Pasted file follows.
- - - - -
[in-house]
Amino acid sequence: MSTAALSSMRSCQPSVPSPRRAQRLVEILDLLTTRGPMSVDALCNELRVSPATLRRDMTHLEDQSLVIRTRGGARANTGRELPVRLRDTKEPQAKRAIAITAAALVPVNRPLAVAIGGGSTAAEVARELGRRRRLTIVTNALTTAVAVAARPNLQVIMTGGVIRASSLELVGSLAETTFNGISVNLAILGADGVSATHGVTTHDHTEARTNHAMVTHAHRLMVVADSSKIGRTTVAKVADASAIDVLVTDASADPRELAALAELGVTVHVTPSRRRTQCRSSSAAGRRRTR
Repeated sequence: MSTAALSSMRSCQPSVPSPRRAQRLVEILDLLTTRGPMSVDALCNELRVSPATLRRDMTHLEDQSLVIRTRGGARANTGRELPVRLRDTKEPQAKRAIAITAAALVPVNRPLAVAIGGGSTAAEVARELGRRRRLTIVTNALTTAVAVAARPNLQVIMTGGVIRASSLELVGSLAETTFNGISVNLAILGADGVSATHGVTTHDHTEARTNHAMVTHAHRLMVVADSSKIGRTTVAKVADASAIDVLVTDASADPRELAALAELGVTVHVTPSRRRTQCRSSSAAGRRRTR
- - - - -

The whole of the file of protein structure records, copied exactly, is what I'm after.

[in-house]
Amino acid sequence: MSTAALSSMRSCQPSVPSPRRAQRLVEILDLLTTRGPMSVDALCNELRVSPATLRRDMTHLEDQSLVIRTRGGARANTGRELPVRLRDTKEPQAKRAIAITAAALVPVNRPLAVAIGGGSTAAEVARELGRRRRLTIVTNALTTAVAVAARPNLQVIMTGGVIRASSLELVGSLAETTFNGISVNLAILGADGVSATHGVTTHDHTEARTNHAMVTHAHRLMVVADSSKIGRTTVAKVADASAIDVLVTDASADPRELAALAELGVTVHVTPSRRRTQCRSSSAAGRRRTR
Repeated sequence: MSTAALSSMRSCQPSVPSPRRAQRLVEILDLLTTRGPMSVDALCNELRVSPATLRRDMTHLEDQSLVIRTRGGARANTGRELPVRLRDTKEPQAKRAIAITAAALVPVNRPLAVAIGGGSTAAEVARELGRRRRLTIVTNALTTAVAVAARPNLQVIMTGGVIRASSLELVGSLAETTFNGISVNLAILGADGVSATHGVTTHDHTEARTNHAMVTHAHRLMVVADSSKIGRTTVAKVADASAIDVLVTDASADPRELAALAELGVTVHVTPSRRRTQCRSSSAAGRRRTR